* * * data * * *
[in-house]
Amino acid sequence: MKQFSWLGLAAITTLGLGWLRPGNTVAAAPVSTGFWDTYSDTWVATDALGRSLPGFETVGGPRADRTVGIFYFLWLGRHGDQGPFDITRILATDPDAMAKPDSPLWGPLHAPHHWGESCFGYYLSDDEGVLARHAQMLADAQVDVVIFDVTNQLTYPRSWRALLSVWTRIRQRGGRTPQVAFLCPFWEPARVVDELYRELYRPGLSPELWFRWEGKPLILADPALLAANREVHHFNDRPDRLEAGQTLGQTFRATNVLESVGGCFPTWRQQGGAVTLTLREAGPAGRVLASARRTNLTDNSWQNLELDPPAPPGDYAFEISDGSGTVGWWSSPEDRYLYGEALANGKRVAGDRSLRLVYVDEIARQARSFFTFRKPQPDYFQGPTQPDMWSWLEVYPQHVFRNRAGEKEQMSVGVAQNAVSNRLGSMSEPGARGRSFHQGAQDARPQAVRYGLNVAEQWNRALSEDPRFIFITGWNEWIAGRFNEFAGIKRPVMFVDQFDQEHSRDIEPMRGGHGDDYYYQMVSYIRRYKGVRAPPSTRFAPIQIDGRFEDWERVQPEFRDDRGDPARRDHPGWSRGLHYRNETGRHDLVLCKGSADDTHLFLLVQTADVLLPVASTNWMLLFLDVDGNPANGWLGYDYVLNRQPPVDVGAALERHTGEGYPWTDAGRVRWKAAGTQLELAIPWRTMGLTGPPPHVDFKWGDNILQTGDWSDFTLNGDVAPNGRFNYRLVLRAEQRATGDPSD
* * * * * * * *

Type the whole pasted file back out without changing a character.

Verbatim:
[in-house]
Amino acid sequence: MKQFSWLGLAAITTLGLGWLRPGNTVAAAPVSTGFWDTYSDTWVATDALGRSLPGFETVGGPRADRTVGIFYFLWLGRHGDQGPFDITRILATDPDAMAKPDSPLWGPLHAPHHWGESCFGYYLSDDEGVLARHAQMLADAQVDVVIFDVTNQLTYPRSWRALLSVWTRIRQRGGRTPQVAFLCPFWEPARVVDELYRELYRPGLSPELWFRWEGKPLILADPALLAANREVHHFNDRPDRLEAGQTLGQTFRATNVLESVGGCFPTWRQQGGAVTLTLREAGPAGRVLASARRTNLTDNSWQNLELDPPAPPGDYAFEISDGSGTVGWWSSPEDRYLYGEALANGKRVAGDRSLRLVYVDEIARQARSFFTFRKPQPDYFQGPTQPDMWSWLEVYPQHVFRNRAGEKEQMSVGVAQNAVSNRLGSMSEPGARGRSFHQGAQDARPQAVRYGLNVAEQWNRALSEDPRFIFITGWNEWIAGRFNEFAGIKRPVMFVDQFDQEHSRDIEPMRGGHGDDYYYQMVSYIRRYKGVRAPPSTRFAPIQIDGRFEDWERVQPEFRDDRGDPARRDHPGWSRGLHYRNETGRHDLVLCKGSADDTHLFLLVQTADVLLPVASTNWMLLFLDVDGNPANGWLGYDYVLNRQPPVDVGAALERHTGEGYPWTDAGRVRWKAAGTQLELAIPWRTMGLTGPPPHVDFKWGDNILQTGDWSDFTLNGDVAPNGRFNYRLVLRAEQRATGDPSD